Richard Villasana: Well, people can reach me by email. It’s an R as in Richard and then my last name, V-I-L-LA-S-A-N-A at foreverhomesforfosterkids.org but this is an easier email, It’s info I-N-F-O at foreverhomesforfosterkids.org, same for our website. And our Facebook page, again, put in Forever Homes for Foster Kids and it’ll pull it right up, and you can read stories about, you know, what’s happening with foster care the good and the bad, and how people are stepping up every day. We just did a post about, you know, two gentlemen who brought in five foster kids to keep them together, they’re all brothers and sisters, and that’s the magic of foster care is that there are opportunities where something bad has happened that is completely beyond these children. This is not their fault, this is something that they ended up being in foster care and it’s our job as a society and as a community to take care of them, and where people can step up and be a hero to these children and to be part of this. It’s not an isolated event, it’s a group, it’s all of us coming together. And if you’re able to help our nonprofit, you’re going to be joining with me and with those that we have so that together we can be making a difference for these children in changing their lives in ways that you’ll never be able to imagine taking a child in foster care. And then they become an actor like Eddie Murphy, or they become an Olympic star like Simone Biles who is one of our gymnastic champions, she was a former foster child. There are so many foster kids who are now going on to do amazing things, and you can be a part of that in helping these kids. And I don’t know what else I could say that could motivate someone other than that.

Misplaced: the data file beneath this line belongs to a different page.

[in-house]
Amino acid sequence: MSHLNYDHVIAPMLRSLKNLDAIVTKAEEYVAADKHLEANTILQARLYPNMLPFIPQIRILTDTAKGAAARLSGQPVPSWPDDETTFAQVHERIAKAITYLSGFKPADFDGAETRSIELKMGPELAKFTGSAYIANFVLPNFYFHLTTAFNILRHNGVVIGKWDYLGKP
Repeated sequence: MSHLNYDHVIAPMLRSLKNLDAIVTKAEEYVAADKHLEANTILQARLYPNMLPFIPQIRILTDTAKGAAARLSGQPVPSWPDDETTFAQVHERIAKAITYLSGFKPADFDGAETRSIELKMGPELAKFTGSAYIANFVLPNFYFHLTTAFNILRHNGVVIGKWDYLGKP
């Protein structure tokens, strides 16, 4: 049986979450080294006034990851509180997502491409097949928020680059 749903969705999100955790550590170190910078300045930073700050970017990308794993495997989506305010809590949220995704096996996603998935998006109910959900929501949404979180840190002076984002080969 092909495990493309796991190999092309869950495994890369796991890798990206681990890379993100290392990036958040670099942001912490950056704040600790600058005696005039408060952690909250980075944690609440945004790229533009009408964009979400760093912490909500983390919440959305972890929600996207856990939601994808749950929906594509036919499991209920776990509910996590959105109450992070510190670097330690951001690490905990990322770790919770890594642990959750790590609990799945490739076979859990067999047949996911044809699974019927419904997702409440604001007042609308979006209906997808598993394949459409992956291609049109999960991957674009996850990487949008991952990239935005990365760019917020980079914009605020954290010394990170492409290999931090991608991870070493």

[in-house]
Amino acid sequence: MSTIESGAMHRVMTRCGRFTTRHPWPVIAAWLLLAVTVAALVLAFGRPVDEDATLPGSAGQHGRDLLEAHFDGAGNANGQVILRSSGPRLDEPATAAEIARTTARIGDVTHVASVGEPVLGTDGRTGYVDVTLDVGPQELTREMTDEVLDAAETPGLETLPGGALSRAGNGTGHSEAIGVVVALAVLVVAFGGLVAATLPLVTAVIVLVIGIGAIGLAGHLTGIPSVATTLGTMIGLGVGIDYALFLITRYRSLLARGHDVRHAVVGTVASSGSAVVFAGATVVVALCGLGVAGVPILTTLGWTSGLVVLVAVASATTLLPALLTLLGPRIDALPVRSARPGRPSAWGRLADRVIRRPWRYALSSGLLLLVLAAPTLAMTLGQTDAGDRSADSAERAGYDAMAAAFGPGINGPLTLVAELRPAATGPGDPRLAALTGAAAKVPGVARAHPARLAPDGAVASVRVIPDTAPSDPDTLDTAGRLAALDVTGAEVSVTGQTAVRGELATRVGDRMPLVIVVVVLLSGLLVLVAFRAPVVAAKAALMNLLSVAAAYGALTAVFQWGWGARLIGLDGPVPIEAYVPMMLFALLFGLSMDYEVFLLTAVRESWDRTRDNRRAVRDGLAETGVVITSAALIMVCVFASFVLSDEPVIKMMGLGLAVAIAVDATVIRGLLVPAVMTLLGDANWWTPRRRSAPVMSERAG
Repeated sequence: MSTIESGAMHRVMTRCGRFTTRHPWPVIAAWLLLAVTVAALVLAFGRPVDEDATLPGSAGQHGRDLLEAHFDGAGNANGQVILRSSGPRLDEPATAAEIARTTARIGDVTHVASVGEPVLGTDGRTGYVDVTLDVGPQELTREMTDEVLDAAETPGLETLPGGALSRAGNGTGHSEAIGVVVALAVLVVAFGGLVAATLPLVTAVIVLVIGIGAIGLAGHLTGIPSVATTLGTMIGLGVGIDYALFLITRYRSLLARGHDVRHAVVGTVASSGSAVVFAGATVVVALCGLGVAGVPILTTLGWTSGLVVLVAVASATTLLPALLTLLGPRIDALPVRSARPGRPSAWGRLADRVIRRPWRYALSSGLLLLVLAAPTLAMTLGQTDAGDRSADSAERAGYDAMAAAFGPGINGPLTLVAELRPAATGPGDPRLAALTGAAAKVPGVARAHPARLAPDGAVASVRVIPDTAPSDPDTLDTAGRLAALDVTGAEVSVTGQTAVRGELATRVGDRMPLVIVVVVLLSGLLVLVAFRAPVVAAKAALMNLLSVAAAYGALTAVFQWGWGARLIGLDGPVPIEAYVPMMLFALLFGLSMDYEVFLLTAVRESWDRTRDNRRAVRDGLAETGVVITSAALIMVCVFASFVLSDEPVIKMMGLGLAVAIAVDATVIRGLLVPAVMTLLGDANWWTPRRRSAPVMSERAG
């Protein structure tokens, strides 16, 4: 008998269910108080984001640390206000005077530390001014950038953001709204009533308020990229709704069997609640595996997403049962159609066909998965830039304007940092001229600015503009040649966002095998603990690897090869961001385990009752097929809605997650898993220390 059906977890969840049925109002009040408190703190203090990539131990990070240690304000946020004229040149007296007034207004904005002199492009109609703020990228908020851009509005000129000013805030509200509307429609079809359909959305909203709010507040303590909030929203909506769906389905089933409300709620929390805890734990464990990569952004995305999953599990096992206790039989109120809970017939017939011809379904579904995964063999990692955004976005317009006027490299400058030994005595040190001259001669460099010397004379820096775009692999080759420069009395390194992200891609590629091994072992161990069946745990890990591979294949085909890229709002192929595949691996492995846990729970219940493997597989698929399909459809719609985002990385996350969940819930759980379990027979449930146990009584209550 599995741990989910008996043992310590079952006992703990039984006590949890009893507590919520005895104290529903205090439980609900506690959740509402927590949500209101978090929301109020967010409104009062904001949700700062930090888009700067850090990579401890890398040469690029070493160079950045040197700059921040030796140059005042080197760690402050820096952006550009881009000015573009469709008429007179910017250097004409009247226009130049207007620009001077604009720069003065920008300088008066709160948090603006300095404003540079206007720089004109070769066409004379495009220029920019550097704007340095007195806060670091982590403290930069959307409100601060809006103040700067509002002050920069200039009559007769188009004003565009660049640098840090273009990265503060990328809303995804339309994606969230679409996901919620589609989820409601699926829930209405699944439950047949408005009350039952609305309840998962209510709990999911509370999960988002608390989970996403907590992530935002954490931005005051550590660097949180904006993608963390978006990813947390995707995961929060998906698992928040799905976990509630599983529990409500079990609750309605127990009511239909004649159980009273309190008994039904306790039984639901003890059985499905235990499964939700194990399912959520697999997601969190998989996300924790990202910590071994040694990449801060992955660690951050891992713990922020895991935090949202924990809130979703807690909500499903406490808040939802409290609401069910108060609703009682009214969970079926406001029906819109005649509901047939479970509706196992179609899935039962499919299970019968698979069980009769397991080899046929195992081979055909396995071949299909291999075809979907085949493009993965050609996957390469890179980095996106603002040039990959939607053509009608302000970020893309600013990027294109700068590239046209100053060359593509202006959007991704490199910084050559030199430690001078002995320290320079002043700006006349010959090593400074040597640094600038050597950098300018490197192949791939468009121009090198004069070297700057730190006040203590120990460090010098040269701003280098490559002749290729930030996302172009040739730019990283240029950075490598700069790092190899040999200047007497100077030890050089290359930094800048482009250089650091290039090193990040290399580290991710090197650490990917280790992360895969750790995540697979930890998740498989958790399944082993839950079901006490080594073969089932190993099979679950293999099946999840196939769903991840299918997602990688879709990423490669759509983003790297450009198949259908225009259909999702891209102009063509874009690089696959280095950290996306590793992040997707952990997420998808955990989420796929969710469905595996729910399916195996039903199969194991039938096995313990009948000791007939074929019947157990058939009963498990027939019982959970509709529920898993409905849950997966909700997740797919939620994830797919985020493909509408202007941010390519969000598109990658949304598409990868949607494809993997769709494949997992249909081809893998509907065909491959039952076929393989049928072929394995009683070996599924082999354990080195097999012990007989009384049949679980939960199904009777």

“There are opportunities where something bad has happened that's completely beyond these children; this is not their fault… And it's our job as a society and as a community to take care of them.” –Richard Villasana Share on X

Art Costello: Well I don’t think you have to say anything, Richard, your actions speak louder than your words ever would because you go and do it, you know, and that’s the beauty of it. Richard and I met at a conference and I heard a statistic there and I want you to repeat it or correct me one of the two ways, do it either way, but it was that, was that right? That 95% of the funds that you raise go to actually helping the children? What was the figure?

Richard Villasana: The figure is closer to 85. We tried to keep it as high as we can. I’d love it to be that high. Yes, it’s pretty much just goes to the caseworker what we do. And some cases are done in a few weeks and there’s a few that we’ve been working on for months and months, but it’s the effort we put out so we can try to do our best for that foster child.